• Emily Barrett Antul

    Thank you for researching and writing this piece. I was put on bedrest for my baby, and ended up being induced at 39 weeks, which was the latest I could push off my team of doctors and midwives without signing an AMA form. I had mild pre-eclampsia and they were scared about seizures. I think Downton Abbey had infiltrated their thinking, so I blame PBS for that. They put me on bedrest for several days and I missed some classes. The result of missing the classes was getting lower grades than I could have otherwise due to missing the lectures and now they don’t count for the school I’m going to start at in Fall of 2014. I might have to retake them if I can’t convince the school to let me take challenge tests or something. Bedrest did not help at all. It just inconvenienced and stressed me unnecessarily. My blood pressure was up because I was annoyed, scared and really upset that they weren’t listening to me. The baby was fine, and I’m fine, I just have higher than normal blood pressure. My BP is up when I’m heavier, and obviously pregnancy packs some weight on. It hasn’t really gone down much now that I’ve had the baby. I still have 15-20 pounds to go (and I’d like to lose more than that) and I’m now also on a low dose of medication.

  • Heather

    I was on bed rest for high blood pressure a month before I gave birth and I think it was a good decision for me to stop work (a high stress job) and take it easy. Pregnancy definitely affects you, especially towards the end. I did some work at home and it helped me feel useful though. I think to say it is ‘unethical’ is a bit much, especially for those of us who really needed it.

  • Gita Jones

    Bed-rest might be over the top. But having an afternoon nap should be promoted not only for pregnant women but all people. I grew up in a tropical climate and I live in the Southeast( hot and humid). Having a big lunch and having a nap afterwards is one of the ‘best-practices’. I am very productive until 11 p.m. Parents have to use all their wits as their children are growing and after-school time will require lots of productive-wits.

  • John Tod

    When I first started working in surgery, I was told to do things that didn’t make any sense to me, I would ask “WHY?”

    The response was often the same and that was, “Because thats how we have always done that!”

    That wasn’t good enough for me, so I often wouldn’t do what they we suggesting, and I would get me in trouble and I would be written up, by supervisors.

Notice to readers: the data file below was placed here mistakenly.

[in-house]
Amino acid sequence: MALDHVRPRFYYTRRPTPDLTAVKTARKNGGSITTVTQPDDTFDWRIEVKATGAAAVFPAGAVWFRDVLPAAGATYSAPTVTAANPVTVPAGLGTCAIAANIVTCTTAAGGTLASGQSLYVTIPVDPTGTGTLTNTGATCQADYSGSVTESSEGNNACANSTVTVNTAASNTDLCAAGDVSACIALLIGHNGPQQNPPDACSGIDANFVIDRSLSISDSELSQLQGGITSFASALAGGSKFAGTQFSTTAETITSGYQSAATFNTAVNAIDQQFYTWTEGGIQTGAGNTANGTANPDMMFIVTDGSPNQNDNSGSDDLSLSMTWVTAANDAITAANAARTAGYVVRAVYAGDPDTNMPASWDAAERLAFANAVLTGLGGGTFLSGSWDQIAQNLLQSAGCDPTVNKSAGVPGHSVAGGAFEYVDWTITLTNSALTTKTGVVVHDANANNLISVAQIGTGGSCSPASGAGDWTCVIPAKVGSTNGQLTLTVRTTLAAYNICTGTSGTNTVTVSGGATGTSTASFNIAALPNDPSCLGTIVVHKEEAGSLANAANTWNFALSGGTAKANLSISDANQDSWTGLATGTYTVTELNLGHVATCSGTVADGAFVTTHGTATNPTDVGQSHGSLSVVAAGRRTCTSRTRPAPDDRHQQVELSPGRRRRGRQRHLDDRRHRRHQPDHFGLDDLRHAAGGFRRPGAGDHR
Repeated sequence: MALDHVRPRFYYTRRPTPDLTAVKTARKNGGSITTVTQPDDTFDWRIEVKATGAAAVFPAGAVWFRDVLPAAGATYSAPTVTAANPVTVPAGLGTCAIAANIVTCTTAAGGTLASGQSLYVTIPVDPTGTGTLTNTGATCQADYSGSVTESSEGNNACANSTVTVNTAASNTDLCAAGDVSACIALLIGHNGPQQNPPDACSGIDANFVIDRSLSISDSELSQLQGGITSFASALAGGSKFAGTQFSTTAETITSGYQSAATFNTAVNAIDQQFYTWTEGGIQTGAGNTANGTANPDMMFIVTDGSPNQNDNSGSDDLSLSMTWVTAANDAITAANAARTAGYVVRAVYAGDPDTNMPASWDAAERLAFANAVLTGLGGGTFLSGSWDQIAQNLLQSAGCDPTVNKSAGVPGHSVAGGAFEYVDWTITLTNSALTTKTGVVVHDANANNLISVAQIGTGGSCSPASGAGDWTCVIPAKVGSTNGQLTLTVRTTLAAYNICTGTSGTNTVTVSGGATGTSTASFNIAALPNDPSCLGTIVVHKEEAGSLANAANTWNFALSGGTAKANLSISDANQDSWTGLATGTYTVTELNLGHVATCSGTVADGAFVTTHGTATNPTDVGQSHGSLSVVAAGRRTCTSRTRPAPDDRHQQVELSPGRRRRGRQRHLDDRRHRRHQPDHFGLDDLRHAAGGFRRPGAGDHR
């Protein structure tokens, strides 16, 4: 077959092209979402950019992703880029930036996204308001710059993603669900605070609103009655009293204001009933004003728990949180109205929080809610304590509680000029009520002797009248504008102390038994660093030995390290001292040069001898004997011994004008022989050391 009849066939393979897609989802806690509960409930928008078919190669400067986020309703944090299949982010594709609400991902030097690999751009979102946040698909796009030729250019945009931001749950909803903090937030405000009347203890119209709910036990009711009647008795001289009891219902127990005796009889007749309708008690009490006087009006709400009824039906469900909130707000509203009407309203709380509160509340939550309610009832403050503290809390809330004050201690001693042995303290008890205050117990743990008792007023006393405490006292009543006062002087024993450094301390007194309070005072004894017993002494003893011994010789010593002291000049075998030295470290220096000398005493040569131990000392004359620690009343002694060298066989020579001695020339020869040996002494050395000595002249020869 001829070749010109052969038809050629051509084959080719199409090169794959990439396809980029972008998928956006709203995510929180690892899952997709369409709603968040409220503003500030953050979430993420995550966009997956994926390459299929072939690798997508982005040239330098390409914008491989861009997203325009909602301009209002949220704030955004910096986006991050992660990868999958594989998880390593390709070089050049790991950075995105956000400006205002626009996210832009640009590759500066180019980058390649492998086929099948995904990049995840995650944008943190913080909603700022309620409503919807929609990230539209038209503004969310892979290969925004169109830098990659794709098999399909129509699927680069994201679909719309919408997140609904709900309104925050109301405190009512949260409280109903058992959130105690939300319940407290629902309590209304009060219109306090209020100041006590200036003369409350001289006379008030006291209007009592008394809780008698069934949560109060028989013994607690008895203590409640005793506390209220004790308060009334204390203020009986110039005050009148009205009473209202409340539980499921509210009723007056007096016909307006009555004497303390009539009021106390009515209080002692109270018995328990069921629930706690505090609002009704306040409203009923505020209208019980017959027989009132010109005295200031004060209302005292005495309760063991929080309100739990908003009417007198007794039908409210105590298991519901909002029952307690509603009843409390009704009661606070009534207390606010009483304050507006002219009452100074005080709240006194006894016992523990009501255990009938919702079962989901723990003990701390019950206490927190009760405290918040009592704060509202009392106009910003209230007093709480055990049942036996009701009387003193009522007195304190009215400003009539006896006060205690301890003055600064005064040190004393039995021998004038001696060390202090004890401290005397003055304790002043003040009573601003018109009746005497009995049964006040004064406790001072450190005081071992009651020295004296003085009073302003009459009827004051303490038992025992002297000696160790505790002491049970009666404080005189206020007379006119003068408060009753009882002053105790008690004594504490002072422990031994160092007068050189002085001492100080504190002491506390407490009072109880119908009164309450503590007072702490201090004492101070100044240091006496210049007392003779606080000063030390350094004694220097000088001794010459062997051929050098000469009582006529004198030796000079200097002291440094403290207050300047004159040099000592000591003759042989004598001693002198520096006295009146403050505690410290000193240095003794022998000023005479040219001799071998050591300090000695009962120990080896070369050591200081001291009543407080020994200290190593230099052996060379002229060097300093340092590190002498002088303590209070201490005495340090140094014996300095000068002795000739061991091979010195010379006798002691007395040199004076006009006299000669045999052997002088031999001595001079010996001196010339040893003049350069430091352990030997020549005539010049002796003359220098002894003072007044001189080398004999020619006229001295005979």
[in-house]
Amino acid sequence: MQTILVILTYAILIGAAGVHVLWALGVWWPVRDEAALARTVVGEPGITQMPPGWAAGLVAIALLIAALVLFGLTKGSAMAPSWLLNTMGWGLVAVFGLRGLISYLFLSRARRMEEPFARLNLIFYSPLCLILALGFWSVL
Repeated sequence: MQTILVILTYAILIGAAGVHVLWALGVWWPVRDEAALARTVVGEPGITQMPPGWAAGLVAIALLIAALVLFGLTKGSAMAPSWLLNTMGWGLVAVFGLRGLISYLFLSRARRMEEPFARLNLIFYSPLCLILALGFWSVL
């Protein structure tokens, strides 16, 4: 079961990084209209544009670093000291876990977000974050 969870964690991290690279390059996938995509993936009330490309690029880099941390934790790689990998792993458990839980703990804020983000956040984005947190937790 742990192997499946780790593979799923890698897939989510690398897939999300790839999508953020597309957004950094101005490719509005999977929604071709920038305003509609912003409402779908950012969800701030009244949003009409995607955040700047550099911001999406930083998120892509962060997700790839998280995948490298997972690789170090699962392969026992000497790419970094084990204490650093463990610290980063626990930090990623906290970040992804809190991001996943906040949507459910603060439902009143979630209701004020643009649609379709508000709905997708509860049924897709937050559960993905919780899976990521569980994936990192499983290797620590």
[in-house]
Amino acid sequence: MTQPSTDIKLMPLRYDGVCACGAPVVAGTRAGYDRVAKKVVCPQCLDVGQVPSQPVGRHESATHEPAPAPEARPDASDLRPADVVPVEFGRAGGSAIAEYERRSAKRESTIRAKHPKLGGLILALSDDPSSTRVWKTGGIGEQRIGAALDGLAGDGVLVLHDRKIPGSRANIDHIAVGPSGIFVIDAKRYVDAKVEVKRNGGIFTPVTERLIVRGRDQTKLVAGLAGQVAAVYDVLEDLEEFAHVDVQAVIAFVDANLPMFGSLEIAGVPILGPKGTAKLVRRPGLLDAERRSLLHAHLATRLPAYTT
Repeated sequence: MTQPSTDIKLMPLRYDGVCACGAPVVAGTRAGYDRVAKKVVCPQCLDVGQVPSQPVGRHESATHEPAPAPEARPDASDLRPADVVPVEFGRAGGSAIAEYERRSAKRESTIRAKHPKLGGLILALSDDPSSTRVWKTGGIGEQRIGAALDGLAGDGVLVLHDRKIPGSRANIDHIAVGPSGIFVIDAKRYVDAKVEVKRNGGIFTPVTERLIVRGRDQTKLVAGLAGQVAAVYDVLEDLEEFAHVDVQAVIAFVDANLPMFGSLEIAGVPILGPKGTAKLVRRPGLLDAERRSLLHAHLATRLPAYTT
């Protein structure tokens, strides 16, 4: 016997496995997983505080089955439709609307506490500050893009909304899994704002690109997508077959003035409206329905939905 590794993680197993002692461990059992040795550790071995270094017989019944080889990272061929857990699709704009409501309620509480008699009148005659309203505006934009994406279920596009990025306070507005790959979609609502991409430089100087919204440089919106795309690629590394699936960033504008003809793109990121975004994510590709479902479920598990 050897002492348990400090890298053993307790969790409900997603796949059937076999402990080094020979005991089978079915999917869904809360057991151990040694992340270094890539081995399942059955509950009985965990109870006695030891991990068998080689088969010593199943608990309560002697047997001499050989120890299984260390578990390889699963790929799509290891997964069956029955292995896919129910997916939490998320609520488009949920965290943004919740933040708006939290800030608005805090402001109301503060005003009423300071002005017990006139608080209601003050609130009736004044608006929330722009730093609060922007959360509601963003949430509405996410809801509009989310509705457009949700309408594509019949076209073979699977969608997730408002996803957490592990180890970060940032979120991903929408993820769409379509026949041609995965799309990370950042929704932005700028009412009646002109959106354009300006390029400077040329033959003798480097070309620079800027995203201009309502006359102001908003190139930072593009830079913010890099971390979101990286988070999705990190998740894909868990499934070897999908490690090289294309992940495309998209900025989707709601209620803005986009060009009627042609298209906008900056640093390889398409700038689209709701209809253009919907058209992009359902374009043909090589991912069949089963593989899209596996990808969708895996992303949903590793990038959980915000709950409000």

Once in a while, my questioning authority would receive scrutny from others and old habits that didn’t make sense were changed, but that wasn’t the norm.

    Just because something has been done for years that is wrong, doesn’t necessarily mean we should continue to do it!

    Einstein said it right, doing the same thing over and over and expecting a different result is: insane.

  • Anthony Cunningham

    It seems a little quick (and maybe sensationalist) to label the prescription of bed rest as “unethical.” If the evidence suggests that bed rest is not best, then the prescription is poor, but not automatically unethical. Now if physicians either blithely ignore overwhelming medical data (evidence they should know and should heed), refuse to share such data with patients (denying their patients informed consent), or purposely aim at something they know is bad for their patients, then the prescription goes beyond poor to unethical. Not every incorrect prescription is an unethical one. If the real point is that bed rest is probably poor advice, then the campaign should be to educate doctors, not point fingers at them as unethical.

  • Ginny DeHaan

    I was pregnant for the first time in 1980. It truly did blow my mind to learn that for so many common health problems that a person regularly faces, like headaches, or heartburn for example, there was nothing that a pregnant woman could take. If it could have an adverse effect on the fetus then you were advised not to take anything, because there wasn’t anything to take. I immediately thought, ‘if men got pregnant, there’d be stuff I could take!’. In general, I still believe this about women’s health. And in fact, my experiences as a pregnant woman helped contribute to my feminism, which had evolved starting when I was a young girl.

    • John Tod

      I couldn’t agree more with you!
      Also, if men got pregnant gestation would be 26 week plus ten weeks in a hospital for all kids!

  • Paul Marado

    Why would npr even care about a pregnancy? They’re dead set against any human life coming into this world, unless its one of their own.

    • Anthony Cunningham

      What a silly comment.

    • John Tod

      How dose one spell

      • marlo87


  • Meg

    The article didn’t focus on this particular potential harm of bedrest, but wouldn’t weeks without exercise leave a woman in poor condition for the exertion of labor? This could lead to extended, difficult labor with potential complications for both mother and baby. That being said, some women might need a doctor’s prescription in order to receive the permission/understanding from work, family, or herself to slow down to the appropriate extent for a pregnancy.

  • Chris Just